Kwame Anthony Appiah
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Interview

The Cosmopolitan Impulse in an Entangled World

Kwame Anthony Appiah


The hope of a Great Transition rests with an awakening of human solidarity and deepening of moral conscience. Kwame Anthony Appiah, a distinguished philosopher and cultural theorist, speaks with Tellus Senior Fellow Allen White about the kind of cosmopolitanism we now need and the moral forces propelling change.


Your biography—a British mother and an African father, eminent ancestries in two different cultures, formative years in both the UK and Ghana—is transnational from the outset. How did this heterogeneous background shape your identity and worldview?

I think it is always hard to discern the causal forces that are acting on you. But there’s no doubt that having grown up between Europe and Africa was deeply formative. By my twenty-first birthday, I had spent about ten years in Ghana, ten in England, and a year in France, Germany, Switzerland, and a few other places. Such varied cultural experiences helped shape my worldview.

Perhaps even more important, though, my cosmopolitan parents had friends from everywhere. Eminent people from all over the world visited our home in Ghana, such as Nan Pandit, the sister of Indian Prime Minister Jawaharlal Nehru; Richard Wright, the novelist from the US; and C.L.R. James, the Caribbean intellectual. As we were a non-aligned nation, the university attracted faculty from the old Soviet Bloc and China, as well as from what we then called the West.

Thus, I was surrounded by people of international interconnections and outlook, who inevitably shaped my views. And the pattern continues in my family to this day. My oldest sister married a Norwegian, my middle sister married a Nigerian, my eldest nephew married a Namibian, his brother just had a daughter with a Russian wife, and so on. I didn’t even mention my younger sister’s various ethnic attachments because she’s been married to people from so many countries that it’s hard to keep up. And my husband is an American. So we’ve kept this cosmopolitan tradition going.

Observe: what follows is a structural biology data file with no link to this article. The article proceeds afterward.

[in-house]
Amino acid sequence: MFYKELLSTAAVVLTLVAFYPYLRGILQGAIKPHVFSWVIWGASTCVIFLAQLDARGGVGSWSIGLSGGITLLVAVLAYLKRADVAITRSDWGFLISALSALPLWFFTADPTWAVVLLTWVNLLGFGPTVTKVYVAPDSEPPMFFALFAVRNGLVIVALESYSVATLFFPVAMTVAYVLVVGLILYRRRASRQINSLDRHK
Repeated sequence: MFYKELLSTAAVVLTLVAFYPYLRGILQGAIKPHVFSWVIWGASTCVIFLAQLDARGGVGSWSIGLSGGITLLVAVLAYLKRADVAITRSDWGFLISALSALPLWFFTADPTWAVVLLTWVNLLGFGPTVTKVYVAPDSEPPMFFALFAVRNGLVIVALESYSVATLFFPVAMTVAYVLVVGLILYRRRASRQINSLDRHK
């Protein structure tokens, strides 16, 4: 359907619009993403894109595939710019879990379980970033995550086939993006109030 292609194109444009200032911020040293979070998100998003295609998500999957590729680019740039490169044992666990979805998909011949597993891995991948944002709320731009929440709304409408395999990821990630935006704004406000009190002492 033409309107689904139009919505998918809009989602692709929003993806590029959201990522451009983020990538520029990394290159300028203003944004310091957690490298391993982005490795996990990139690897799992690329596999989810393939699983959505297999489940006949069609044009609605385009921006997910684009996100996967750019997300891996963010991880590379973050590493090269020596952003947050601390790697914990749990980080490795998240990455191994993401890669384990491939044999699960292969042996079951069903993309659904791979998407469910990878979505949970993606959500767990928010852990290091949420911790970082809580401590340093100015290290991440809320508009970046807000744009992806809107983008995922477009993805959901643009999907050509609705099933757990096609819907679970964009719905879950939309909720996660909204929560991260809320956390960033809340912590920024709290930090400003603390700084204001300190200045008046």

Cosmopolitanism has been a central philosophical concern of yours: an attempt to reconcile commitments to the universal and the particular, the global and the local. You have summarized your cosmopolitanism as “universality plus difference.” Can you unpack this a little for us?

Many believe that there exists one universal system of values. For example, belief in the equality of all human beings is the official teaching of the Catholic Church and fundamental to most international socialists. Cosmopolitans share the conviction that everybody matters, which entails moral obligations to everybody. But they also stress recognizing that this belief doesn’t mean that everybody has to live the same kind of life.

Instead, cosmopolitanism rests on the notion that there are many ways of leading a decent human life. Societies can put together different arrangements for leading a good life provided they respect basic human rights and entitle people to construct families, towns, cities, nations, and larger communities like the European Union or the African Union. They will do so in ways that will inevitably differ from one another. Why? Partly because people are different and partly because people come from different histories and different places with unique, longstanding characteristics and traditions. A person evolves from a starting point. And if you start from different places, you’ll probably end up in different places.

Having a sense of universal respect doesn’t mean wanting all people to be the same. Indeed, you value the fact that people are trying out (in John Stuart Mill’s phrasing) different “experiments of living.” I live in a society that includes the Amish in Pennsylvania, ultra-orthodox Jews in New York City, liberal academics, and so many other kinds of people living so many kinds of lives. All side by side, mostly at peace with one another. Cosmopolitans among us are glad that the other people are doing their own thing. We don’t want them to be forced to do our own thing.

You specifically advocate a “rooted cosmopolitanism” that blends place-based and global consciousness. Please explain this idea for us.